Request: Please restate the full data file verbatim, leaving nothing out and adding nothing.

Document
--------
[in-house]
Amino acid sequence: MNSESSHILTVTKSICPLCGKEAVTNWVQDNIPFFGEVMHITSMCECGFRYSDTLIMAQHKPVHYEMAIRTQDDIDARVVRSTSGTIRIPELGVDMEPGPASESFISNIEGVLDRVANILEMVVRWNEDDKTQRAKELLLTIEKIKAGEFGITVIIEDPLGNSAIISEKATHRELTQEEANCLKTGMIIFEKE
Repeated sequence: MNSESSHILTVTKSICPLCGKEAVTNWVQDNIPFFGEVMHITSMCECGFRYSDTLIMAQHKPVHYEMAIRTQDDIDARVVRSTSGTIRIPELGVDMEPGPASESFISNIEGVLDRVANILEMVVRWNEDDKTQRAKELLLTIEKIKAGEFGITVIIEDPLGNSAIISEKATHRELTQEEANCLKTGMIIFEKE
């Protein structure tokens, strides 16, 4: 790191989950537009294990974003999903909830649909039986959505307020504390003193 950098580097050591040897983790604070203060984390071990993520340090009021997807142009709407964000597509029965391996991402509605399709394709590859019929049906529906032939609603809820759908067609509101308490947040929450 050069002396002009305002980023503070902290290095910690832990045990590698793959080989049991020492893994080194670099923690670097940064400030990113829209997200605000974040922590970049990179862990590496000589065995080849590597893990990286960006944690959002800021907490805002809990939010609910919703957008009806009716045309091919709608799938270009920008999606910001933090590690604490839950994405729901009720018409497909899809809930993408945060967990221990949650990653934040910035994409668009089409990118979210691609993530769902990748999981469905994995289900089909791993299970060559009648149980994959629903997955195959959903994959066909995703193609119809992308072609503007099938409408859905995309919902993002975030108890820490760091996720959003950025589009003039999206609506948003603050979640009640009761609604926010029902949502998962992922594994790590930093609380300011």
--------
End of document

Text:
[in-house]
Amino acid sequence: MNSESSHILTVTKSICPLCGKEAVTNWVQDNIPFFGEVMHITSMCECGFRYSDTLIMAQHKPVHYEMAIRTQDDIDARVVRSTSGTIRIPELGVDMEPGPASESFISNIEGVLDRVANILEMVVRWNEDDKTQRAKELLLTIEKIKAGEFGITVIIEDPLGNSAIISEKATHRELTQEEANCLKTGMIIFEKE
Repeated sequence: MNSESSHILTVTKSICPLCGKEAVTNWVQDNIPFFGEVMHITSMCECGFRYSDTLIMAQHKPVHYEMAIRTQDDIDARVVRSTSGTIRIPELGVDMEPGPASESFISNIEGVLDRVANILEMVVRWNEDDKTQRAKELLLTIEKIKAGEFGITVIIEDPLGNSAIISEKATHRELTQEEANCLKTGMIIFEKE
């Protein structure tokens, strides 16, 4: 790191989950537009294990974003999903909830649909039986959505307020504390003193 950098580097050591040897983790604070203060984390071990993520340090009021997807142009709407964000597509029965391996991402509605399709394709590859019929049906529906032939609603809820759908067609509101308490947040929450 050069002396002009305002980023503070902290290095910690832990045990590698793959080989049991020492893994080194670099923690670097940064400030990113829209997200605000974040922590970049990179862990590496000589065995080849590597893990990286960006944690959002800021907490805002809990939010609910919703957008009806009716045309091919709608799938270009920008999606910001933090590690604490839950994405729901009720018409497909899809809930993408945060967990221990949650990653934040910035994409668009089409990118979210691609993530769902990748999981469905994995289900089909791993299970060559009648149980994959629903997955195959959903994959066909995703193609119809992308072609503007099938409408859905995309919902993002975030108890820490760091996720959003950025589009003039999206609506948003603050979640009640009761609604926010029902949502998962992922594994790590930093609380300011």